Punk Rock Blitzkrieg tells the story of Marky Ramone’s life behind the kit, playing drums for one of the most influential and iconic punk bands of all time, The Ramones. Long before any books were written about the band, wild rumors about The Ramones had been the stuff of punk rock urban legend. Such as: all of The Ramones had served in Vietnam, Joey was in a mental institution, Dee Dee was a heroin addict and a street hustler, Johnny was a right-winger, Tommy had dropped off the grid and was the owner a fleabag hotel in Florida, Marky was in a revolving door of rehab, and CJ was a former roadie who was AWOL from the Marines.
One of the most pervasive myths was that Phil Spector had pulled a gun on the band during the recording of End of the Century. (The version of this myth that I’d heard back in the ‘80s was that after a long day of recording, Spector had held them all at gunpoint, making them play pinball at his house all night.)
Punk Rock Blitzkrieg cuts these tall tales down to size, but Marky’s first-hand accounts of the animosity in the band are gut-wrenching. They turn out to be far more severe than the rumors ever had been.
The rumor was that Joey had written “The KKK Took My Baby Away” about Johnny, and that Joey and Johnny didn’t like each other very much. According to Blitzkrieg, that song wasn’t about Johnny at all, but Joey and Johnny did not speak directly to each other for years. Like divorced parents, they would shuttle messages back and forth through Marky or the band’s tour manager, even if they were riding together in the van.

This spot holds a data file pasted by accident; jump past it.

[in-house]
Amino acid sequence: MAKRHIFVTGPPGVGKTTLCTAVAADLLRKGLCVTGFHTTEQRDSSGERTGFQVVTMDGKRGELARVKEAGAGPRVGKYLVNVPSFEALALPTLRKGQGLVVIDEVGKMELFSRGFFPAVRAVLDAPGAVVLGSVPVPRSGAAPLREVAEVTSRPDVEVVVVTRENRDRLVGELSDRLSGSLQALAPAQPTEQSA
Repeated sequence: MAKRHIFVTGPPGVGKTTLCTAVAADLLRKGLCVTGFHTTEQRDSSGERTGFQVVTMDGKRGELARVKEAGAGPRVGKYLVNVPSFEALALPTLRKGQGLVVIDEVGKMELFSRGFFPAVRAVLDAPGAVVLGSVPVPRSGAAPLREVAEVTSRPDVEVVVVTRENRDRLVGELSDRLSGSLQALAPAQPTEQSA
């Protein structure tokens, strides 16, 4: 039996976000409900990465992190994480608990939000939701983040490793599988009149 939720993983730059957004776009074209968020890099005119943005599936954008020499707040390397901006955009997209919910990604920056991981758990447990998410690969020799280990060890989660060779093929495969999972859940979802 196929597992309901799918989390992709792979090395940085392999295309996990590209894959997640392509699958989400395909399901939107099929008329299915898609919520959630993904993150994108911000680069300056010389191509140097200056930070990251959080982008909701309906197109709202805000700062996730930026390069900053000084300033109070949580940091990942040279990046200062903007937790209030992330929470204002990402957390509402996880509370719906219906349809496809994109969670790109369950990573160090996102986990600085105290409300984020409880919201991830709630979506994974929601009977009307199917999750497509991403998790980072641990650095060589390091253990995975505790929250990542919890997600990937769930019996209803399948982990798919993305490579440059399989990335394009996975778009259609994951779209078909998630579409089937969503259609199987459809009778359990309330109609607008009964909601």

As many gruesome stories as there are, Blitzkriegdoesn’t read like mud-slinging or an airing of old beefs. It just seems like Marky’s explanation of the way things happened, warts and all. His frustrations with his bandmates are quite apparent, but he says he considers them his brothers. Marky loved the energy they were creating and said it made all of the aggravations worthwhile.
And Marky does cop to his own shortcomings. Alcohol slowly gets the best of him and his life spins out, resulting in the loss of his career, identity as a Ramone, and his longtime girlfriend.
He gives an honest glimpse into the struggles of an addict with a horrifying account of a being driven back to drinking by a case of the D.T.s. After several false starts, he finally drags himself out of the pit of alcoholism and rejoins the band.
Some say that the grudges and tensions were an essential ingredient to what made The Ramones so great. Dysfunction is never the wind in your sails; it’s the unnoticed anchor dragging along the ocean floor behind you. It’s a subtle but important distinction to say The Ramones were great in spite of their problems, rather than because of them.
Which is all the more reason to appreciate that they ever existed. Finding four people anywhere who can click musically is like catching lightning in a bottle. Yet The Ramones came together at that special time and place. Then they stayed together (albeit in a state of wild dysfunction) long enough to record fourteen studio albums and play thousands of shows all over the world, lighting the fuse for a worldwide punk rock revolution. That’s nothing short of a miracle. –Jeff Fox